Halloween Spooktacular returns for 33rd year

Halloween Spooktacular returns for 33rd year

Published Oct. 18, 2014 in SanTan Sun News

The City of Chandler is offering a safe alternative to trick-or-treating with the 33rd annual Halloween Spooktacular from 5:30 p.m. to 8:30 p.m. Friday, Oct. 31, at the Downtown Library Plaza, 125 E. Commonwealth Ave.

More than 1,200 are expected to converge on the plaza, which will also host a costume contest, according to City of Chandler Recreation Coordinator for Special Events Stephanie Feldaverd.

The contest will be split into different age categories—0 to 4-years-old, 5 to 7 years old, 8 to 10 years old and 11 and older. There is also a category for the best overall family costumes.

“Last year we had a group come out as ‘Hook,’” she says of the different characters from the movie “Hook.”

A first- and second-place prize will be given to the best boy and girl costumes for 0 to 4 years old; best superhero, cartoon character, best princess and scariest costumes in age groups 5 to 7 and 8 to 10. The best overall costume will be given for participants 11 years old and older.

The evening will be filled with different events, which are free or available for a nominal charge. For haunted house fans, there will be an attraction organized and designed by Teens Actively Serving Chandler.

Five City departments will provide trunk-or-treat for the youngsters. A souvenir photo opportunity and frame to capture this year’s memories will be offered for $3. Face painting will be $1. Feldaverd says the money raised will go to the Mayor’s Youth Commission.

A pumpkin patch with 250 pumpkins will be part of this year’s Halloween Spooktacular, with families allowed one pumpkin. Kids will have the opportunity to paint their pumpkins and leave them to dry before heading home.

An array of eight carnival games will fill the plaza, as well as an assortment of other interactive games and arts and crafts.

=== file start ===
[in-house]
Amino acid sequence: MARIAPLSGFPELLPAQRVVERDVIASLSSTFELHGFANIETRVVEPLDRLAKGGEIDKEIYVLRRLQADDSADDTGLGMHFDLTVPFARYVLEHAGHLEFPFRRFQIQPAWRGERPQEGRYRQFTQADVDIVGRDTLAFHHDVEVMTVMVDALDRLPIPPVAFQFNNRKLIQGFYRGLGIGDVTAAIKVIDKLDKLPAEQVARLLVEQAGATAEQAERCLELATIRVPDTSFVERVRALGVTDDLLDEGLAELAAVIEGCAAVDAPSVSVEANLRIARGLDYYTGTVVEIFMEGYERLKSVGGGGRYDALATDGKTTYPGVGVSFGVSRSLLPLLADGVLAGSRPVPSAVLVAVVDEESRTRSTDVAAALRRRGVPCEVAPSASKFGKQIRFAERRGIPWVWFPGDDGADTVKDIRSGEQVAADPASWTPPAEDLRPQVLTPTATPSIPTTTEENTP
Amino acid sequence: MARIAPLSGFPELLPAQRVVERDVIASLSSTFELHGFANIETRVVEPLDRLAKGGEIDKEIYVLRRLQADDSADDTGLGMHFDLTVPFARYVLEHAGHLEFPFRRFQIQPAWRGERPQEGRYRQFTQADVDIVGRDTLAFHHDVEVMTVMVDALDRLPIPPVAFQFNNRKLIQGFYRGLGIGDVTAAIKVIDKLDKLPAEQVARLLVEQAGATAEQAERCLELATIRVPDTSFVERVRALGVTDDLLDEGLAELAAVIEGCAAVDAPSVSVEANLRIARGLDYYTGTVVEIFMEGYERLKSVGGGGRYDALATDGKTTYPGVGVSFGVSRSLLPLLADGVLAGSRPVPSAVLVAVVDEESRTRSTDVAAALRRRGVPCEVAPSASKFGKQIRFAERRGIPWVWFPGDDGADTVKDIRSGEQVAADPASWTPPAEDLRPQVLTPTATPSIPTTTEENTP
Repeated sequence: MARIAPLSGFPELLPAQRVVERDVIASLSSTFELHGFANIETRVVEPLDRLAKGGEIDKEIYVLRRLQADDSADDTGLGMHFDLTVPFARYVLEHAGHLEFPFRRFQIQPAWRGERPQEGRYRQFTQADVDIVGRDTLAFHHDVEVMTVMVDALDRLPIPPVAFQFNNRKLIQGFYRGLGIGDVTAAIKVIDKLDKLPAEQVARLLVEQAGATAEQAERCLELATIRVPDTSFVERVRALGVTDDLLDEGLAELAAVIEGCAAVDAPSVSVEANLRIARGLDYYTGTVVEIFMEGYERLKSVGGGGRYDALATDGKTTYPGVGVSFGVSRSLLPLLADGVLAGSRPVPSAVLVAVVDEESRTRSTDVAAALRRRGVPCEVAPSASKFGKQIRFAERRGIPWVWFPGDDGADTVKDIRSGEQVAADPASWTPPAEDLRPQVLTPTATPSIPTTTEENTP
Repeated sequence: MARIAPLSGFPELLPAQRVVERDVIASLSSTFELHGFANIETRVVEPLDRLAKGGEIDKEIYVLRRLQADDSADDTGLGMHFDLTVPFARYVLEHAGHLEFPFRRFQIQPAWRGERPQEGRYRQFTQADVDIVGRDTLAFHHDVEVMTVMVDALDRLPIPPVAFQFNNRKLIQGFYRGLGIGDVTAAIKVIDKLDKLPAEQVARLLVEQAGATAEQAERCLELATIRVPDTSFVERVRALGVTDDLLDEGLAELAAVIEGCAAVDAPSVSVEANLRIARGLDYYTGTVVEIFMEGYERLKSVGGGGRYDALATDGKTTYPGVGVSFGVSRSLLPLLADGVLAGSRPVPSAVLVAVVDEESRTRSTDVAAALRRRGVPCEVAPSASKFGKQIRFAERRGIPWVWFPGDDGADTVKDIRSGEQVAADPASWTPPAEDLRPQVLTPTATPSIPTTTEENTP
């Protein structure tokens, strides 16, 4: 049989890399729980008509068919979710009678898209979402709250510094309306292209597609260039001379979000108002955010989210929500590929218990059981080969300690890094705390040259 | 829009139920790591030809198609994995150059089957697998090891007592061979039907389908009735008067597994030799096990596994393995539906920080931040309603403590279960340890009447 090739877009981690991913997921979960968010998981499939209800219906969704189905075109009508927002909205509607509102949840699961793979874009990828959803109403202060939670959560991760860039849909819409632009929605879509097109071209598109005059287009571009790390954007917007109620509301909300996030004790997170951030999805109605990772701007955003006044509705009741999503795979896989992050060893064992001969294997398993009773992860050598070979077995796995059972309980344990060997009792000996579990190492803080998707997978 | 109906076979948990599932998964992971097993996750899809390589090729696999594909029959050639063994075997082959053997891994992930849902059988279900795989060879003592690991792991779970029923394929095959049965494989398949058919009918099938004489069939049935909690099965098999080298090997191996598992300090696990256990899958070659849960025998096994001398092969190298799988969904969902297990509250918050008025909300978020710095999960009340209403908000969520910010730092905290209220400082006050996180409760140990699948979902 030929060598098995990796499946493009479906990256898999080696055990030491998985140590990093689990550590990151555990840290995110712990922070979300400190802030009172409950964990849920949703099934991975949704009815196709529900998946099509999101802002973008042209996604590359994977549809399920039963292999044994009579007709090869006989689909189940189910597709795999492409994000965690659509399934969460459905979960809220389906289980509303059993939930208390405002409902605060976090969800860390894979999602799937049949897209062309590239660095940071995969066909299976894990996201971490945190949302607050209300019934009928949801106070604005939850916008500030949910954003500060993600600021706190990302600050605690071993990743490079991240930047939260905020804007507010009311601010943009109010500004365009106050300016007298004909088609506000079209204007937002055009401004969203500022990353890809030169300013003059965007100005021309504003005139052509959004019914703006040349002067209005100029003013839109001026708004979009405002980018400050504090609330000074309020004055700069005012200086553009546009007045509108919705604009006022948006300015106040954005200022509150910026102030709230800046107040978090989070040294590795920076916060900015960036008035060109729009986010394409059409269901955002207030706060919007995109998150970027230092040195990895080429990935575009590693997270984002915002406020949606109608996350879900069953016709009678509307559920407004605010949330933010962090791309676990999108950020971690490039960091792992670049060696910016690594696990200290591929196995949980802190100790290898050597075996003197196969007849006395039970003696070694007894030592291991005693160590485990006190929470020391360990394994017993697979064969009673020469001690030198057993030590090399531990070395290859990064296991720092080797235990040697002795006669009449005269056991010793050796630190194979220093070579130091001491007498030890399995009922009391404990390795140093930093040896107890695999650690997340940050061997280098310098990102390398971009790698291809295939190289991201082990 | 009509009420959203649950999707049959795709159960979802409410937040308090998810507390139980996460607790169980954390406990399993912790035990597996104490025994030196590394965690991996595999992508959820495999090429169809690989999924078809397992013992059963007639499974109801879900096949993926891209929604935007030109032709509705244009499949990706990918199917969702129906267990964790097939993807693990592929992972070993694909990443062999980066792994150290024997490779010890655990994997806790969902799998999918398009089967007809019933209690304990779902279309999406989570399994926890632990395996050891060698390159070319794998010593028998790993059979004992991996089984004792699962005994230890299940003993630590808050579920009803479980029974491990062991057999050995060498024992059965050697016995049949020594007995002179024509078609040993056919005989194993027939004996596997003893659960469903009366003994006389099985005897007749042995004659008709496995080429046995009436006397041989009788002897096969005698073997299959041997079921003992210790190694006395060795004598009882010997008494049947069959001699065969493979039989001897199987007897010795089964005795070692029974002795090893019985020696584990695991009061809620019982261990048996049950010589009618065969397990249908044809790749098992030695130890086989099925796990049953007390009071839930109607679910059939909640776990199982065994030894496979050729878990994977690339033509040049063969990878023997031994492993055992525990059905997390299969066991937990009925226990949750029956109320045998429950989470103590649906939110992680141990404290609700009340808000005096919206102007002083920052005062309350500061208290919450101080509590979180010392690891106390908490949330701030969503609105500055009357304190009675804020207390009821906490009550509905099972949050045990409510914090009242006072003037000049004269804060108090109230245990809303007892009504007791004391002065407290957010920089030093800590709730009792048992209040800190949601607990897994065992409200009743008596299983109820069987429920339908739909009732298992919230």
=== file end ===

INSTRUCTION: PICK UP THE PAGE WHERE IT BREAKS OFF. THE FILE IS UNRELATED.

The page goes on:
A new game offered this year is the Witch’s Broom Race. Feldaverd says participants will use a broom to push a pumpkin down a designated path around a witch’s broom and back to the starting line. She says only five participants will compete at one time in different age groups.

“The winner will receive candy,” she says.

A cupcake walk and pumpkin bowling are other games the youngsters can participate in this year. Participants will receive a Halloween cupcake when they end up on a certain number when the music stops.

The Chandler Lions Club will have refreshments, drinks and snacks for sale at the event.

For more information, call the Chandler Special Events Hotline at (480) 782-2735 or visit http://www.chandleraz.gov/default.aspx?pageid=605.

 

‘We believe in our country’

I was excited when my editor assigned me this article a few weeks ago. Due to my involvement in the nonprofit organization, Wounded Warrior Anglers of America, Inc., I have a very special place in my heart for all the men and women who have served this country. I say this because I have talked with many veterans because of my involvement with the organization and have a better understanding of what they have gone through, as well as what their family has gone through.

I really enjoyed talking with Councilwoman Nora Ellen about Operation Welcome Home, a program she brough to Chandler, Arizona. I was shocked and excited when she sent me this email:

“I want to express my deep heart-felt gratitude for the outstanding article you have written about Operation Welcome Home. I appreciate the article was on the front page and so well written in your description of the purpose of the program. I know we had people come to the ceremony Monday because of your timely article.
 
I am cc-ing Rep. J.D. Mesnard in this email to thank you for giving him the credit due of encouraging me to bring this program to Chandler. We are both very grateful to you.”
She left me speechless . . .

Operation Welcome Home honors Chandler veterans

Published in April 19, 2014 SanTan Sun News

U.S. Army Reserves Maj. Rob Polston has left Chandler once since he moved to the area 10 years ago. It was for a 15-month activation that included six months in Afghanistan for Operation Joint Endeavor.

Chandler resident Maj. Rob Polston spent six months in Afghanistan with Operation Joint Endeavor in 2012.

Chandler resident Maj. Rob Polston